Nearly a year into the pandemic, most remote employees are thriving at home, despite some challenges — and their experiences will shape the future of work.
A recent study of 1,000 U.S. employees working remotely during the pandemic found that the vast majority — 70% — feel the experience has been better and more productive than they expected. But workflow inefficiencies, compounded by personal obligations and current events, are taking a toll.
More support and better technology like automation software can help enterprises streamline ineffective processes and provide employees with the permanent flexibility they desire in Workplace 2021.
Key advantages and disadvantages of remote work
Not surprisingly, many employees have enjoyed the flexibility that remote work provides. Remote workers are largely relishing their newfound commute-free days, which provide more time to spend with friends and family, or on personal hobbies like cooking, exercising and reading.
These benefits translate to employers, too. Because employees are more productive remotely than they expected, they’re getting their work done more efficiently. Sixty-seven percent of respondents said they’re accomplishing work tasks in fewer hours per week since transitioning to full-time remote.
Of course, there have been some drawbacks to remote work as well, but many of these are a more direct function of the pandemic than our remote work environment. Workers with dependents, for example, are stressed as they juggle the needs of kids or adult family members in need of care with their full-time workloads. And around half (49%) of all respondents said they’re feeling more sad and lonely than usual. They fear the virus — and are disheartened by the need to distance from friends and family, as well as the restrictions on travel and dining.
Additionally, many employees are frustrated with the low-quality hardware (laptops, monitors, keyboards, etc.) they have access to from their home offices. And tech issues have only been exacerbated by some of the process silos and workflow inefficiencies that have impeded employees since long before the pandemic began.
In the office, it was easy — albeit not the most productive use of time — to track down a colleague to review or approve work and keep projects moving. Without those in-person nudges, however, employees are experiencing unnecessary delays, especially when personal obligations or distractions crop up for working parents, employees with roommates and those dealing with tech issues.
While employers can’t end the pandemic, they can learn from their employees’ experiences — and use those observations to inform the future of work.
Building Workplace 2021
Leaders who have a pulse on current employee sentiment know that workers aren’t clamoring to go back to business as usual. In fact, the majority of employees now favor permanent flexibility. They want to maintain the perks they’ve enjoyed working remotely — with a few tweaks to improve processes and increase support.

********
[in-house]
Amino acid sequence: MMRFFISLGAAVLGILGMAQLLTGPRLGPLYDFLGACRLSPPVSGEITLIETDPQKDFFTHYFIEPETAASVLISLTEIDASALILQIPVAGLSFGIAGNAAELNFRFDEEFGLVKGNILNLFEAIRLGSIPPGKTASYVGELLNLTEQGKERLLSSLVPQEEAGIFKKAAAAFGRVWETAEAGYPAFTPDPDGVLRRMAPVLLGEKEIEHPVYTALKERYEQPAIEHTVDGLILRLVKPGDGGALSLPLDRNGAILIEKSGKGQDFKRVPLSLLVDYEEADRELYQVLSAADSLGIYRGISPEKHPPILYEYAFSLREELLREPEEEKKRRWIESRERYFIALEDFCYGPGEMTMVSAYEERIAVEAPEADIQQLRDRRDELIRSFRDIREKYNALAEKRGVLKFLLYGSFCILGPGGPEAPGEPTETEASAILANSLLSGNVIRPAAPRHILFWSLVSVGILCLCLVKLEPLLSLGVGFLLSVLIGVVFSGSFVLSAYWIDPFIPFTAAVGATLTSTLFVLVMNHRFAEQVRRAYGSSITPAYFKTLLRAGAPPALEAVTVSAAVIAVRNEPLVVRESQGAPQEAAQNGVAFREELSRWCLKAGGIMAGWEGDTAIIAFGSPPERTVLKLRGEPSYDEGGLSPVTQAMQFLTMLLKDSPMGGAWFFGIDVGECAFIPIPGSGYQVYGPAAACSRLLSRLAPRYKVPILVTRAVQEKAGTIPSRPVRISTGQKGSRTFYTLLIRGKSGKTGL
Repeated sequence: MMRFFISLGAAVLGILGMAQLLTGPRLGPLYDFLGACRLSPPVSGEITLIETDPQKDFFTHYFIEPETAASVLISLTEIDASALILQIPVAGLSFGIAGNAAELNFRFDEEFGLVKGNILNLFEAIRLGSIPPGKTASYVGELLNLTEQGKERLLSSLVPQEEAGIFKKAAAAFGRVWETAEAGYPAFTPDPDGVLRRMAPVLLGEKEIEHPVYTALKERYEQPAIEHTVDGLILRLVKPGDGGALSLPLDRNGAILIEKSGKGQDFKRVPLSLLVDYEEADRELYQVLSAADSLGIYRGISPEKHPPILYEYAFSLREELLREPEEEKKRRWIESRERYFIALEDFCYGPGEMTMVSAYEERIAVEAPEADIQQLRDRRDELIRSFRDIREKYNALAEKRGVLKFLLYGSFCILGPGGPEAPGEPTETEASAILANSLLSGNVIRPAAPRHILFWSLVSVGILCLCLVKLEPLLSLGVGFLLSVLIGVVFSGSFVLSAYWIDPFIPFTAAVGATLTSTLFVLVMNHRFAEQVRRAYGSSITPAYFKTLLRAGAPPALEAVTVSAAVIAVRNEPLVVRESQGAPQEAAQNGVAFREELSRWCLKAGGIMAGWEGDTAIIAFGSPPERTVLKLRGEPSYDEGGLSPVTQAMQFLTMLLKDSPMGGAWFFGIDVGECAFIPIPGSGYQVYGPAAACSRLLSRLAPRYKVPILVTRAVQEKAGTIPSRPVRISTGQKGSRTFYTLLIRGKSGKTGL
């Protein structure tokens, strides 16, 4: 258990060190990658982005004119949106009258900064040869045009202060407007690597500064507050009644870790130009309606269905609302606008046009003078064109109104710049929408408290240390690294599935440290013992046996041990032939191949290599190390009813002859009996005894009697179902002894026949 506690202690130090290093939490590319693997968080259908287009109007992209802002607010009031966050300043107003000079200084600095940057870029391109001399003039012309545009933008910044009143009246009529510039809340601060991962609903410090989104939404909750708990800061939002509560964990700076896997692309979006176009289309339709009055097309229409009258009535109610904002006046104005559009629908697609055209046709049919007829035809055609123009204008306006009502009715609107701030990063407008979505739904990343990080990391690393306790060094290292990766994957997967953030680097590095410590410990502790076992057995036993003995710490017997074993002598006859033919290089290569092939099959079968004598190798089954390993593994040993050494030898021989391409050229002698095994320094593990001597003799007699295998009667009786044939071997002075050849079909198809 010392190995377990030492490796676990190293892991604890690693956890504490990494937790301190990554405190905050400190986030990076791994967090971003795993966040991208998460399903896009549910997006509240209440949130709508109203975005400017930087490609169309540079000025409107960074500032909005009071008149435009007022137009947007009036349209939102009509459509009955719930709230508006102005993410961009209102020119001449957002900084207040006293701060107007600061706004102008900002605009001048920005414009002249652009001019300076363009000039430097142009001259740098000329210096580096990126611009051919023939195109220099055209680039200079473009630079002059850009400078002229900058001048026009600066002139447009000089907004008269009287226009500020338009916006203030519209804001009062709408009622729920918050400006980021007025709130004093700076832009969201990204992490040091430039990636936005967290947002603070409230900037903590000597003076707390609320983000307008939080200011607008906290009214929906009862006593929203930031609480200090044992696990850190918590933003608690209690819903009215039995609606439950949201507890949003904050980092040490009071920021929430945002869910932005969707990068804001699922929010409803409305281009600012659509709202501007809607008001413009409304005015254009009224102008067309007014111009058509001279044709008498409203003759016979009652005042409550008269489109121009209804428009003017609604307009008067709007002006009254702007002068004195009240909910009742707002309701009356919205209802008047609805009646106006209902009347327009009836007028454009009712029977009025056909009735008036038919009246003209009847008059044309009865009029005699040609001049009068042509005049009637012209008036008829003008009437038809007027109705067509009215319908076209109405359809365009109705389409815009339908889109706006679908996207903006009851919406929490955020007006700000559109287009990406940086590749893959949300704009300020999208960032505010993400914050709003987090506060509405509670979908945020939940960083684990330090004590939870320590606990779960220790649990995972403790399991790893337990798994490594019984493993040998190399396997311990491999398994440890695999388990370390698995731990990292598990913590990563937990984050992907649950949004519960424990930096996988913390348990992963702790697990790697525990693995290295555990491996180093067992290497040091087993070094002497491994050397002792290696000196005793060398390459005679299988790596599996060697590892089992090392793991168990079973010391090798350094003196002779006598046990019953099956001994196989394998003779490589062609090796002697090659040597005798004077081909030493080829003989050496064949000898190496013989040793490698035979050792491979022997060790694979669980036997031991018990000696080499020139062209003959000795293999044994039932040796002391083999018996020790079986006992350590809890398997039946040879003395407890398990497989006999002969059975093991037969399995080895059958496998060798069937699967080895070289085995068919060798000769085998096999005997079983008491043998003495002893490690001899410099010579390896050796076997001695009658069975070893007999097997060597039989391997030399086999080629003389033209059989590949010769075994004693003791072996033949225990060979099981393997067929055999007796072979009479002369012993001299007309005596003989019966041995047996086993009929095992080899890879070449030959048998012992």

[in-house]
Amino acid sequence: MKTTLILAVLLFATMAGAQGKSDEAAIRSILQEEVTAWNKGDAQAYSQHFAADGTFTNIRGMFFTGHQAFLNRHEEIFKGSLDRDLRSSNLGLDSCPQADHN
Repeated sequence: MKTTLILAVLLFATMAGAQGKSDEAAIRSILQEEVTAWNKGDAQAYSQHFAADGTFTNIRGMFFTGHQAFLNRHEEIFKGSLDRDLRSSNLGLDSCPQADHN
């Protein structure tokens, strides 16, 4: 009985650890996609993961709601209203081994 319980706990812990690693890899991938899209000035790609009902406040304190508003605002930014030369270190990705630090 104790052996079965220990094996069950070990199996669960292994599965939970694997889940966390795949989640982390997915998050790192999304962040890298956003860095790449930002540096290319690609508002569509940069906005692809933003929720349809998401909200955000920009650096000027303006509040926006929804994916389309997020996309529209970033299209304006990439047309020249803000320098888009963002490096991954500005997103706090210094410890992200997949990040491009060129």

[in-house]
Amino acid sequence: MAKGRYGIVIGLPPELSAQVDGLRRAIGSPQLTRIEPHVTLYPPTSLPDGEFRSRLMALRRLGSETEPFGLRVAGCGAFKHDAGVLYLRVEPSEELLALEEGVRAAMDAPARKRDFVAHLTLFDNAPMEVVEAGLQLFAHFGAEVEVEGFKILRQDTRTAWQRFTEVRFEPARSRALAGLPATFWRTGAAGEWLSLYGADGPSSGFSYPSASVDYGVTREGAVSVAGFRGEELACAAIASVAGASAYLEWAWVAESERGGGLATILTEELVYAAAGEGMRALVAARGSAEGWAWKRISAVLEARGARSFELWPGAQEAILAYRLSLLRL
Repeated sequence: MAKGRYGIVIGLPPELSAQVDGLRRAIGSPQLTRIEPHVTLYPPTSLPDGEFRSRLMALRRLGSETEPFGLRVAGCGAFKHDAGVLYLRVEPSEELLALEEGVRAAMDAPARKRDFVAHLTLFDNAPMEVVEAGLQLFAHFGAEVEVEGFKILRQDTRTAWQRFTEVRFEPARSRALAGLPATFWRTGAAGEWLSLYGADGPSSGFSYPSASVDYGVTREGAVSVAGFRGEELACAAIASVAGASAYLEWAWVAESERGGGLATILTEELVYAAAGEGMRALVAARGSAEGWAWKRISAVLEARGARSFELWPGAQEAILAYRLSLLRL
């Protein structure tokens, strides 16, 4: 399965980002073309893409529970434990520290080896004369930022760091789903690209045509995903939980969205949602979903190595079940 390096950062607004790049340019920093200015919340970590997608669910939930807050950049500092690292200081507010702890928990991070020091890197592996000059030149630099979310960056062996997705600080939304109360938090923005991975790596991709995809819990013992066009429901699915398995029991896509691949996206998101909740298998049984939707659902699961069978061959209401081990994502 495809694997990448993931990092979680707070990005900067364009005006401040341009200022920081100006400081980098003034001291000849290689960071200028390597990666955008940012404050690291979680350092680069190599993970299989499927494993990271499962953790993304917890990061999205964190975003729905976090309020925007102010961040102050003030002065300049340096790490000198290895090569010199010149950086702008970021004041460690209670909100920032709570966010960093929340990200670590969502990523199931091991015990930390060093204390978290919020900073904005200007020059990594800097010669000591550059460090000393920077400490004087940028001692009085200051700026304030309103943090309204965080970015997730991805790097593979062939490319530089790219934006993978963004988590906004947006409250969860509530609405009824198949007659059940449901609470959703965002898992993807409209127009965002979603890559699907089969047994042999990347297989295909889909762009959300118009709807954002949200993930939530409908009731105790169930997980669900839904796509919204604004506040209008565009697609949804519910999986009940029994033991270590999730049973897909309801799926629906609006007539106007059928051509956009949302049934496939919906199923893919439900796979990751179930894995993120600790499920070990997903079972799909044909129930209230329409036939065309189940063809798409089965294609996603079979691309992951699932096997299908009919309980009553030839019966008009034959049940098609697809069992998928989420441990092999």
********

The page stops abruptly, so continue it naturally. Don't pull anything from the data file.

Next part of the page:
Historically, companies have been wary of rolling out widespread remote work policies. Without in-person interactions, organizational leaders thought collaboration, culture and productivity might decline. But if anything, the COVID-19 pandemic has forced companies to put that theory to the test. And the results have been largely positive.
Most employees have actually been more productive working from home. While the pandemic has certainly presented challenges, the additional time spent with friends, family and on hobbies is a source of happiness. And happier employees are more engaged employees, which further improves productivity, as well as talent recruitment and retention.
To remain agile and keep employees happy, companies should lean into insights gathered during the pandemic-induced remote work trial period — and build a better Workplace 2021.
- Provide an equipment stipend. Nearly half (44%) of employees said better equipment for their home office would make them more productive. A stipend allows employees to use funds for their most pressing individual needs, whether that’s faster wi-fi, an ergonomic desk chair or a monitor.
- Leverage automation software. Many of the process inefficiencies companies were able to work around in person have come to a head during remote work. Advanced workflow solutions can simplify complex processes and automatically keep projects moving — both in the office and from home.
- Establish mental health resources. Even though the pandemic will be temporary, employers have now seen firsthand how external events and stressors can impact employee well-being. Not only should mental health services be standard in benefits packages, but companies should also consider additional offerings, like Microsoft’s virtual commutes, which help employees mentally ease in and out of the work day.
- Rethink office spaces. When employees have permanent flexibility, many will likely make fewer trips to the office. Downsizing physical office spaces can reduce overhead and offset the costs of employee equipment stipends. Instead, maximize smaller spaces for in-person activities that require collaboration.
The rapid shift to remote work has provided enterprises with a rare opportunity to experiment with workplace structures and processes at scale. But the results of this experiment are only transformative if we start acting on them now.
With a few upgrades to inefficient processes and additional support, permanent flexibility will be the bedrock of Workplace 2021.
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